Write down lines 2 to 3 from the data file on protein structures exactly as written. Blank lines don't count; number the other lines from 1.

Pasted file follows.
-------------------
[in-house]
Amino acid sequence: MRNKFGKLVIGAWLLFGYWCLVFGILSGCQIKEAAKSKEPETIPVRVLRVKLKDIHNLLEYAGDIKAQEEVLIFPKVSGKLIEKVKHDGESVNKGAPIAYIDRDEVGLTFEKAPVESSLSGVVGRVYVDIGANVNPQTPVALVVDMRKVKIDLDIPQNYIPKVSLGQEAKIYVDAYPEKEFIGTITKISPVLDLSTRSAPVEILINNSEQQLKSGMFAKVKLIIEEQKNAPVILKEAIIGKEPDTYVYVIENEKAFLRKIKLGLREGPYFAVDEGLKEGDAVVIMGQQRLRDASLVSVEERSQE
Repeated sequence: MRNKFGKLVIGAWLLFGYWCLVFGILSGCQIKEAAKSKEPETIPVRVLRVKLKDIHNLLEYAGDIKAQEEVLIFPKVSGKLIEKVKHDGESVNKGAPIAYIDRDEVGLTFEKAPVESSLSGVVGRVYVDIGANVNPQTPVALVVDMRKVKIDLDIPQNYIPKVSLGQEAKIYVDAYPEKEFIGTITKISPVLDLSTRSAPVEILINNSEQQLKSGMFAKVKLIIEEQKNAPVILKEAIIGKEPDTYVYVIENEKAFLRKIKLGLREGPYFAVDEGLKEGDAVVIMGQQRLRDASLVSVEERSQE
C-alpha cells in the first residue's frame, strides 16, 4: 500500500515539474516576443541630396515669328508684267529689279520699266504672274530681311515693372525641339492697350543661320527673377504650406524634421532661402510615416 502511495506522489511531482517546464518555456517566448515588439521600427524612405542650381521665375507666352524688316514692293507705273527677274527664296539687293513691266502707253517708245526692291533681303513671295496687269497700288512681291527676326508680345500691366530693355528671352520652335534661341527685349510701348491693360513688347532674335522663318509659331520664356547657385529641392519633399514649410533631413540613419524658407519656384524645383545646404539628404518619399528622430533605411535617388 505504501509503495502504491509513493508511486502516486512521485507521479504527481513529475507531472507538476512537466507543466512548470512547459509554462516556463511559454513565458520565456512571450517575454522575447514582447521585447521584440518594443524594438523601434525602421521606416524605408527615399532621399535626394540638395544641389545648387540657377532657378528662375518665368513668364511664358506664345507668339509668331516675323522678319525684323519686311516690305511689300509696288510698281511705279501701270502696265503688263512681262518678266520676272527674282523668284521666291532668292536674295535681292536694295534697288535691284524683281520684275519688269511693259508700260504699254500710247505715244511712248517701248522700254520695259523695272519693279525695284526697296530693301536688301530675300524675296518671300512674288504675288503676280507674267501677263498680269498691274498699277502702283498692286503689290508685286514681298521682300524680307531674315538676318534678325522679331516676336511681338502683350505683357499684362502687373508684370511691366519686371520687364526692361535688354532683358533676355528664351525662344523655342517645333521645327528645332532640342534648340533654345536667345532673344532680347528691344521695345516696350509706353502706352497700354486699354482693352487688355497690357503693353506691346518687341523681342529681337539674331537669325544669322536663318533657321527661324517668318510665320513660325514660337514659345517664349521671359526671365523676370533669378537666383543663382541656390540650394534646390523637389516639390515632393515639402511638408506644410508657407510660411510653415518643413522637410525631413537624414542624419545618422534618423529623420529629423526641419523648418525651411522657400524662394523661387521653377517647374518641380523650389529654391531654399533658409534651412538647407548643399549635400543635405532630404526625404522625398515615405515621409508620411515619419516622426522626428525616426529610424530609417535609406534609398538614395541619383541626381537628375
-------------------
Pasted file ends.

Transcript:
Amino acid sequence: MRNKFGKLVIGAWLLFGYWCLVFGILSGCQIKEAAKSKEPETIPVRVLRVKLKDIHNLLEYAGDIKAQEEVLIFPKVSGKLIEKVKHDGESVNKGAPIAYIDRDEVGLTFEKAPVESSLSGVVGRVYVDIGANVNPQTPVALVVDMRKVKIDLDIPQNYIPKVSLGQEAKIYVDAYPEKEFIGTITKISPVLDLSTRSAPVEILINNSEQQLKSGMFAKVKLIIEEQKNAPVILKEAIIGKEPDTYVYVIENEKAFLRKIKLGLREGPYFAVDEGLKEGDAVVIMGQQRLRDASLVSVEERSQE
Repeated sequence: MRNKFGKLVIGAWLLFGYWCLVFGILSGCQIKEAAKSKEPETIPVRVLRVKLKDIHNLLEYAGDIKAQEEVLIFPKVSGKLIEKVKHDGESVNKGAPIAYIDRDEVGLTFEKAPVESSLSGVVGRVYVDIGANVNPQTPVALVVDMRKVKIDLDIPQNYIPKVSLGQEAKIYVDAYPEKEFIGTITKISPVLDLSTRSAPVEILINNSEQQLKSGMFAKVKLIIEEQKNAPVILKEAIIGKEPDTYVYVIENEKAFLRKIKLGLREGPYFAVDEGLKEGDAVVIMGQQRLRDASLVSVEERSQE